In 2001, Christopher expressed doubts over “The Lord of the Rings” film trilogy that was directed by Peter Jackson. He questioned the viability of a film interpretation that retained the essence of the work, but stressed that this was just his opinion. In 2008, he commenced legal proceedings against New Line Cinema, which he claimed owed his family £80 million in unpaid royalties. In September, 2009, he and New Line reached an undisclosed settlement. He also withdrew his legal objection to “The Hobbit” films. But, in a 2012 interview with “Le Monde”, he criticised the films saying, “They gutted the book, making an action film for 15 to 25-year-olds.”
Our condolences to Christopher’s family, friends and fans. May he rest in peace.
While the box office for “#StarWars IX: #TheRiseOfSkywalker” was the highest during first 3 weekends, that is no longer the case with the opening of the war drama #1917 in wide release. The film’s 4th weekend earnings were only $15.1 million domestic, which, when compared with the film’s opening weekend, is a 91.5% drop in box office earnings. This is the biggest 4th weekend drop of all of the #Disney “Star Wars” sequel trilogy films, and the film also had the largest 3rd weekend drop of the three.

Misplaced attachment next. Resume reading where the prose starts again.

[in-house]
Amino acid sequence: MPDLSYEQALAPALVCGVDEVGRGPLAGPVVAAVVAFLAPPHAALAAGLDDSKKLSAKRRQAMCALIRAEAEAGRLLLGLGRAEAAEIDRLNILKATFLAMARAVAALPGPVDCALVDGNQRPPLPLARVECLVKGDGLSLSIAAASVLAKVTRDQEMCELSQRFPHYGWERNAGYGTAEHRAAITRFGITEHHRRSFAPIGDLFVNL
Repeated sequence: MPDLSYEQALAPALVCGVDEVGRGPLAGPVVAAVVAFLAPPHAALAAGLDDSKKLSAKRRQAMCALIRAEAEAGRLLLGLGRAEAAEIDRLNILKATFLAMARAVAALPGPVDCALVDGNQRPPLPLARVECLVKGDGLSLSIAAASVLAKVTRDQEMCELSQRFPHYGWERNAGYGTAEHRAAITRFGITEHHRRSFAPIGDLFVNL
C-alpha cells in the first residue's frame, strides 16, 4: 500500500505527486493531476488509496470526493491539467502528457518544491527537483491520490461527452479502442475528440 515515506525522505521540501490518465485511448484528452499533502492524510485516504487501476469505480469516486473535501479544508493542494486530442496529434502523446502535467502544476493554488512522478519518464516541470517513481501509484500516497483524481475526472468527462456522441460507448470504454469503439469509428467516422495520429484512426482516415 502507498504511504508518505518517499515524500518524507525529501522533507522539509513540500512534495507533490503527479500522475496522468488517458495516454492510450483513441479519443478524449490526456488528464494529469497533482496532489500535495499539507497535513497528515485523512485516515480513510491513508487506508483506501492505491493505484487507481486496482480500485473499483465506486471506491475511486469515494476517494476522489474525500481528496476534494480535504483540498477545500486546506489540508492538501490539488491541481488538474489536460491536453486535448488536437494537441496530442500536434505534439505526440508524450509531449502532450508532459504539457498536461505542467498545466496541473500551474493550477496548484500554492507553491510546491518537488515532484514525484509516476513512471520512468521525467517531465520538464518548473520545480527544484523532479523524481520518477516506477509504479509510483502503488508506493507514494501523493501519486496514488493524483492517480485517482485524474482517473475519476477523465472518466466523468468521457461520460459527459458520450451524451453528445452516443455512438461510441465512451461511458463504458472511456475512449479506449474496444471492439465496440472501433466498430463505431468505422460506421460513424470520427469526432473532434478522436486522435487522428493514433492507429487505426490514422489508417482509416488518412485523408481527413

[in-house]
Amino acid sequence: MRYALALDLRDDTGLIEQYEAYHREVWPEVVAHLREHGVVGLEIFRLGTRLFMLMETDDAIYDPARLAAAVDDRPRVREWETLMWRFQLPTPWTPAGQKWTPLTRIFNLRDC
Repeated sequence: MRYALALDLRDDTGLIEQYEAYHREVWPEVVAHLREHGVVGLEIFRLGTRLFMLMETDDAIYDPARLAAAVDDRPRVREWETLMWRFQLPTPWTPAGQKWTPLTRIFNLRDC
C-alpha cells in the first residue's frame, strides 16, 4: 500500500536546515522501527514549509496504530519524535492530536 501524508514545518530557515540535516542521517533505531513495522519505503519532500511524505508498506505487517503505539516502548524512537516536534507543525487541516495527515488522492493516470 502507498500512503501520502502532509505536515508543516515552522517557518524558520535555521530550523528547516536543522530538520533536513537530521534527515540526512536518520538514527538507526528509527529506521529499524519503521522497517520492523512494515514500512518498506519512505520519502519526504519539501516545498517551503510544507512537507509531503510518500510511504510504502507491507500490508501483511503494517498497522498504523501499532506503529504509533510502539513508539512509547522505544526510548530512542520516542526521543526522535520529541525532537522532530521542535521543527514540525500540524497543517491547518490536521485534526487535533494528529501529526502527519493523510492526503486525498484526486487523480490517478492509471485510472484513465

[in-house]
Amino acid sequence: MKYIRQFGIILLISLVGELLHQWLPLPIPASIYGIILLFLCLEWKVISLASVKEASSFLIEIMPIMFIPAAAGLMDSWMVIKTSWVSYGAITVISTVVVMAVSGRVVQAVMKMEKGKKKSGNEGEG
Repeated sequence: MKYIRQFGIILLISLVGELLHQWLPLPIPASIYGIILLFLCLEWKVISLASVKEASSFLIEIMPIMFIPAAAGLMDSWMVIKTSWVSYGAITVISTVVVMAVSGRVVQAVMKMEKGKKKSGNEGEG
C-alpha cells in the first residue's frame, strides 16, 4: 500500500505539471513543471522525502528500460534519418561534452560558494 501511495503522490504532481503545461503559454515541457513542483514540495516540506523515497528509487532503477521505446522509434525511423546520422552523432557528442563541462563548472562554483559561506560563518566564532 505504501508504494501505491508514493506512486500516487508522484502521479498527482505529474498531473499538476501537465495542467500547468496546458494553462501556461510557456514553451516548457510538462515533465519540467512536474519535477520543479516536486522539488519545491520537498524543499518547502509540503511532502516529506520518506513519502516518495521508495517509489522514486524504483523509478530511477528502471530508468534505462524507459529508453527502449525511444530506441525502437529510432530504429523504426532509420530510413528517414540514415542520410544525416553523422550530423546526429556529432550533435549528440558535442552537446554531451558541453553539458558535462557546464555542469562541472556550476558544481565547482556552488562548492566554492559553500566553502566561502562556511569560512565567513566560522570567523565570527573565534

In terms of overall box office performance, “The Rise of Skywalker” has broken the long-standing tradition of the 3rd film in a trilogy outperforming the 2nd film in the trilogy. (The 3rd films in the original and prequel trilogies that were produced by George Lucas both outperformed their respective 2nd trilogy films.)
Comparing the gross box office receipts for each of the Disney “Star Wars” sequel films, the following patterns emerge.
The opening weekends for each film were progressively worse, which is not consistent with how well the 3rd films performed during the original or prequel trilogies.
With the exception of the 2nd weekend, “The Rise of Skywalker” earned less than its sequel trilogy predecessors for each subsequent weekend.
“The Rise of Skywalker” has seen more than a 50% drop in gross weekend box office receipts between all subsequent weekends. “Star Wars VII: #TheForceAwakens” did not experience a weekend-to-weekend drop in box office of more than 50% until its 4th weekend.
With the exception of the 2nd weekend, “The Rise of Skywalker” has experienced the largest percentage drops in box office receipts when compared with opening weekend.